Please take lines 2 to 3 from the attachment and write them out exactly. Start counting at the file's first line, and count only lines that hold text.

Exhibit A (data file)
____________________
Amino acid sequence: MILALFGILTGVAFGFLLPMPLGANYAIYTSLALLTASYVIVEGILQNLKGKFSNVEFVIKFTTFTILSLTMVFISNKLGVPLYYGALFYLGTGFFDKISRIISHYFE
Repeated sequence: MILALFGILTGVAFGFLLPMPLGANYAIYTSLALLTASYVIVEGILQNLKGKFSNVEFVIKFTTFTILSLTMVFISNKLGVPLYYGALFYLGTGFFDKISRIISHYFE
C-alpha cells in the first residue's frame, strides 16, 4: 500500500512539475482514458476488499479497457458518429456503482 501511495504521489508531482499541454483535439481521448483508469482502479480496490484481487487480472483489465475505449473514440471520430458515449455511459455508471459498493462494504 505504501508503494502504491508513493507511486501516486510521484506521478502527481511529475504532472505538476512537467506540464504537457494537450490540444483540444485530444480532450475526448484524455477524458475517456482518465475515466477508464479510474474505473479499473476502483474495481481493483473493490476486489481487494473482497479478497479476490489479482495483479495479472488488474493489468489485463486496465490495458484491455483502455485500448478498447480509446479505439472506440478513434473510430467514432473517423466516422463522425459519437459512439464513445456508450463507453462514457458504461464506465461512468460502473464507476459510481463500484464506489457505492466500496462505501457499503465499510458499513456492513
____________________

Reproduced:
Repeated sequence: MILALFGILTGVAFGFLLPMPLGANYAIYTSLALLTASYVIVEGILQNLKGKFSNVEFVIKFTTFTILSLTMVFISNKLGVPLYYGALFYLGTGFFDKISRIISHYFE
C-alpha cells in the first residue's frame, strides 16, 4: 500500500512539475482514458476488499479497457458518429456503482 501511495504521489508531482499541454483535439481521448483508469482502479480496490484481487487480472483489465475505449473514440471520430458515449455511459455508471459498493462494504 505504501508503494502504491508513493507511486501516486510521484506521478502527481511529475504532472505538476512537467506540464504537457494537450490540444483540444485530444480532450475526448484524455477524458475517456482518465475515466477508464479510474474505473479499473476502483474495481481493483473493490476486489481487494473482497479478497479476490489479482495483479495479472488488474493489468489485463486496465490495458484491455483502455485500448478498447480509446479505439472506440478513434473510430467514432473517423466516422463522425459519437459512439464513445456508450463507453462514457458504461464506465461512468460502473464507476459510481463500484464506489457505492466500496462505501457499503465499510458499513456492513